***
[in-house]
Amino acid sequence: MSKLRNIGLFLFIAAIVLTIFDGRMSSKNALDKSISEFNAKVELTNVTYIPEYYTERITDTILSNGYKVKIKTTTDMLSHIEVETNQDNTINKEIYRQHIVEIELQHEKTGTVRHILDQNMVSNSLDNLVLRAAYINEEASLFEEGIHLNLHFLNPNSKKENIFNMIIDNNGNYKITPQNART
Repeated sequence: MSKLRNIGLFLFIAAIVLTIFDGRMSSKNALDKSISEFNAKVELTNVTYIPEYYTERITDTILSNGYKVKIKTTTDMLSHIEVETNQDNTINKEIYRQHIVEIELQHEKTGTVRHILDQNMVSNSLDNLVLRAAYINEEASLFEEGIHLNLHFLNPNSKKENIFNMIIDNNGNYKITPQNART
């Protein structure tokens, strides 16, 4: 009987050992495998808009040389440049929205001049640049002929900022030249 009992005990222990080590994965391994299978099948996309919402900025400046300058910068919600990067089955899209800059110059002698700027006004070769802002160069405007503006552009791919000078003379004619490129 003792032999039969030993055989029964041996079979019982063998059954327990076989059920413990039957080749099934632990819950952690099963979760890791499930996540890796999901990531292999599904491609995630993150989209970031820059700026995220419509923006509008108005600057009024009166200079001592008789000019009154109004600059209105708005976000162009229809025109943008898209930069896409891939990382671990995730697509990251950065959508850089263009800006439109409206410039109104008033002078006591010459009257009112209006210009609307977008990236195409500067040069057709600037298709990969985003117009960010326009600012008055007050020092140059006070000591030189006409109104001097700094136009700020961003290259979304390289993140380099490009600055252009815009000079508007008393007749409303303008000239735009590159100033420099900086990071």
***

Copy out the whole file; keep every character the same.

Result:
[in-house]
Amino acid sequence: MSKLRNIGLFLFIAAIVLTIFDGRMSSKNALDKSISEFNAKVELTNVTYIPEYYTERITDTILSNGYKVKIKTTTDMLSHIEVETNQDNTINKEIYRQHIVEIELQHEKTGTVRHILDQNMVSNSLDNLVLRAAYINEEASLFEEGIHLNLHFLNPNSKKENIFNMIIDNNGNYKITPQNART
Repeated sequence: MSKLRNIGLFLFIAAIVLTIFDGRMSSKNALDKSISEFNAKVELTNVTYIPEYYTERITDTILSNGYKVKIKTTTDMLSHIEVETNQDNTINKEIYRQHIVEIELQHEKTGTVRHILDQNMVSNSLDNLVLRAAYINEEASLFEEGIHLNLHFLNPNSKKENIFNMIIDNNGNYKITPQNART
């Protein structure tokens, strides 16, 4: 009987050992495998808009040389440049929205001049640049002929900022030249 009992005990222990080590994965391994299978099948996309919402900025400046300058910068919600990067089955899209800059110059002698700027006004070769802002160069405007503006552009791919000078003379004619490129 003792032999039969030993055989029964041996079979019982063998059954327990076989059920413990039957080749099934632990819950952690099963979760890791499930996540890796999901990531292999599904491609995630993150989209970031820059700026995220419509923006509008108005600057009024009166200079001592008789000019009154109004600059209105708005976000162009229809025109943008898209930069896409891939990382671990995730697509990251950065959508850089263009800006439109409206410039109104008033002078006591010459009257009112209006210009609307977008990236195409500067040069057709600037298709990969985003117009960010326009600012008055007050020092140059006070000591030189006409109104001097700094136009700020961003290259979304390289993140380099490009600055252009815009000079508007008393007749409303303008000239735009590159100033420099900086990071």